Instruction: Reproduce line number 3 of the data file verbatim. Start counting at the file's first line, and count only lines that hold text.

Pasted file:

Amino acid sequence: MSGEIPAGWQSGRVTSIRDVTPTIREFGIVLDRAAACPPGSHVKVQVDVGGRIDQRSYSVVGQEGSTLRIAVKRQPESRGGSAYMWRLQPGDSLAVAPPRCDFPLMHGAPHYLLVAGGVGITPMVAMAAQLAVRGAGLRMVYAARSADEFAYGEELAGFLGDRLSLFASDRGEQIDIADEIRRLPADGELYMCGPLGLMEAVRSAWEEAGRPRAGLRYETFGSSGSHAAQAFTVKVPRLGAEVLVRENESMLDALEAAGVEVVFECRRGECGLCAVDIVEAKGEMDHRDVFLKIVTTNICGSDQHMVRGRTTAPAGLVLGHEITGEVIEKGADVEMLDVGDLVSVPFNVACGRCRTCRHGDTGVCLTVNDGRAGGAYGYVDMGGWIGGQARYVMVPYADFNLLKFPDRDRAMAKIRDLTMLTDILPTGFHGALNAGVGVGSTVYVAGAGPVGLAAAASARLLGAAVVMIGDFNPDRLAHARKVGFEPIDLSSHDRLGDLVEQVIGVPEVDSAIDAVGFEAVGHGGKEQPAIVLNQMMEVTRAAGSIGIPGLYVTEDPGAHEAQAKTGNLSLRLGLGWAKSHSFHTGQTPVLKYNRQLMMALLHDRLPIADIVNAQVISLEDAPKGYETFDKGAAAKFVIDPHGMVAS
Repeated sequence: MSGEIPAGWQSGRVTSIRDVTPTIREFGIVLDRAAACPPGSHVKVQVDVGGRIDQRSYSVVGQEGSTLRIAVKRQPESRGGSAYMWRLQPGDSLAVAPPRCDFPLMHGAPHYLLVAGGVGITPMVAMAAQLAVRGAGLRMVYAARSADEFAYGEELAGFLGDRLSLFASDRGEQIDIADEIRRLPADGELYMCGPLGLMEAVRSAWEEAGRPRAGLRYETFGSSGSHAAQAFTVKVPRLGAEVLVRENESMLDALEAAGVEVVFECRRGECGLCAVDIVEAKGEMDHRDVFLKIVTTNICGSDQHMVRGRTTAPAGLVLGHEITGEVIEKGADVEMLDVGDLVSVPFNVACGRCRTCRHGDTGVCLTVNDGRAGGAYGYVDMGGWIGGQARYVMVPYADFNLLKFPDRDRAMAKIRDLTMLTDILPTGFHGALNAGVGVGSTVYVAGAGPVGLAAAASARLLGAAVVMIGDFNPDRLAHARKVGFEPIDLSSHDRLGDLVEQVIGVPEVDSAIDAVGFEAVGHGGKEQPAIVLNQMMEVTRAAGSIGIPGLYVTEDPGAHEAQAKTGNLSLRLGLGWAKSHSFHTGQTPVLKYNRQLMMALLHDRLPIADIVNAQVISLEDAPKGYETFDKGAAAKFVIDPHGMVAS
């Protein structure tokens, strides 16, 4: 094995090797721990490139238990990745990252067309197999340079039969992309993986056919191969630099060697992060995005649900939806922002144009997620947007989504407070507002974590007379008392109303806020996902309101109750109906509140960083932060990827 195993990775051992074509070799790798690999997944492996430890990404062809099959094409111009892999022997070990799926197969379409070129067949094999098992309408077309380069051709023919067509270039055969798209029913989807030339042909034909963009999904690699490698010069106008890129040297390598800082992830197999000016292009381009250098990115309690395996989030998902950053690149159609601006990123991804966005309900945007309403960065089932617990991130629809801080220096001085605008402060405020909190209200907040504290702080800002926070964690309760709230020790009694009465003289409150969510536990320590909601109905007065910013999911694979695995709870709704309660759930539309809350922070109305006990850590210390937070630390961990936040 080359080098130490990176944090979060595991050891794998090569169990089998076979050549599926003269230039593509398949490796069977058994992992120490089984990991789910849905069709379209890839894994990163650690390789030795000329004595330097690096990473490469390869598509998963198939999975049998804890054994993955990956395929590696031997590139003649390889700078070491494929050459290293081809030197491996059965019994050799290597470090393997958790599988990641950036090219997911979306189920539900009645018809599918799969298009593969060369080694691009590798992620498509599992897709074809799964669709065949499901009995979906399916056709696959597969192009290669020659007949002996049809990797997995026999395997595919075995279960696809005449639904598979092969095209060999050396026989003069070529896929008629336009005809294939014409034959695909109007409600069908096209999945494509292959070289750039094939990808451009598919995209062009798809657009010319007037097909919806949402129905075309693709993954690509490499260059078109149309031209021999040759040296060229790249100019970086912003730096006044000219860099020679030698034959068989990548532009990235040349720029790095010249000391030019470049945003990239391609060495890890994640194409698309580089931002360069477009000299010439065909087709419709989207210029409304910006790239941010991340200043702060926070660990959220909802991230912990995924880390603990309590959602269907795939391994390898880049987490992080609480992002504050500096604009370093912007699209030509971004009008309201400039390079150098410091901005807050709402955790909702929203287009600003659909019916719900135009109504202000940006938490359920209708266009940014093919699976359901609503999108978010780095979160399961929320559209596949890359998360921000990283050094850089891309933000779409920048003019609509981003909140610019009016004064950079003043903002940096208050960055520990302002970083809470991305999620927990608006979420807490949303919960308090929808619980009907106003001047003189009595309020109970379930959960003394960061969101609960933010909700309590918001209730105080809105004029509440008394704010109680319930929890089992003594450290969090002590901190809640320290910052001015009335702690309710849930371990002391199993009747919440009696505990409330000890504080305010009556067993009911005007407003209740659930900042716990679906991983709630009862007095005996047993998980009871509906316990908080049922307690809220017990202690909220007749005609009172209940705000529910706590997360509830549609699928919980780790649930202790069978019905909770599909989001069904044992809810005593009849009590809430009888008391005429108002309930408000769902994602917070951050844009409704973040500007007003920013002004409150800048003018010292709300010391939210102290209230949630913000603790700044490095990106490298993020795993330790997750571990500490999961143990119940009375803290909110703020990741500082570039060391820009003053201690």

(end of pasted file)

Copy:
């Protein structure tokens, strides 16, 4: 094995090797721990490139238990990745990252067309197999340079039969992309993986056919191969630099060697992060995005649900939806922002144009997620947007989504407070507002974590007379008392109303806020996902309101109750109906509140960083932060990827 195993990775051992074509070799790798690999997944492996430890990404062809099959094409111009892999022997070990799926197969379409070129067949094999098992309408077309380069051709023919067509270039055969798209029913989807030339042909034909963009999904690699490698010069106008890129040297390598800082992830197999000016292009381009250098990115309690395996989030998902950053690149159609601006990123991804966005309900945007309403960065089932617990991130629809801080220096001085605008402060405020909190209200907040504290702080800002926070964690309760709230020790009694009465003289409150969510536990320590909601109905007065910013999911694979695995709870709704309660759930539309809350922070109305006990850590210390937070630390961990936040 080359080098130490990176944090979060595991050891794998090569169990089998076979050549599926003269230039593509398949490796069977058994992992120490089984990991789910849905069709379209890839894994990163650690390789030795000329004595330097690096990473490469390869598509998963198939999975049998804890054994993955990956395929590696031997590139003649390889700078070491494929050459290293081809030197491996059965019994050799290597470090393997958790599988990641950036090219997911979306189920539900009645018809599918799969298009593969060369080694691009590798992620498509599992897709074809799964669709065949499901009995979906399916056709696959597969192009290669020659007949002996049809990797997995026999395997595919075995279960696809005449639904598979092969095209060999050396026989003069070529896929008629336009005809294939014409034959695909109007409600069908096209999945494509292959070289750039094939990808451009598919995209062009798809657009010319007037097909919806949402129905075309693709993954690509490499260059078109149309031209021999040759040296060229790249100019970086912003730096006044000219860099020679030698034959068989990548532009990235040349720029790095010249000391030019470049945003990239391609060495890890994640194409698309580089931002360069477009000299010439065909087709419709989207210029409304910006790239941010991340200043702060926070660990959220909802991230912990995924880390603990309590959602269907795939391994390898880049987490992080609480992002504050500096604009370093912007699209030509971004009008309201400039390079150098410091901005807050709402955790909702929203287009600003659909019916719900135009109504202000940006938490359920209708266009940014093919699976359901609503999108978010780095979160399961929320559209596949890359998360921000990283050094850089891309933000779409920048003019609509981003909140610019009016004064950079003043903002940096208050960055520990302002970083809470991305999620927990608006979420807490949303919960308090929808619980009907106003001047003189009595309020109970379930959960003394960061969101609960933010909700309590918001209730105080809105004029509440008394704010109680319930929890089992003594450290969090002590901190809640320290910052001015009335702690309710849930371990002391199993009747919440009696505990409330000890504080305010009556067993009911005007407003209740659930900042716990679906991983709630009862007095005996047993998980009871509906316990908080049922307690809220017990202690909220007749005609009172209940705000529910706590997360509830549609699928919980780790649930202790069978019905909770599909989001069904044992809810005593009849009590809430009888008391005429108002309930408000769902994602917070951050844009409704973040500007007003920013002004409150800048003018010292709300010391939210102290209230949630913000603790700044490095990106490298993020795993330790997750571990500490999961143990119940009375803290909110703020990741500082570039060391820009003053201690």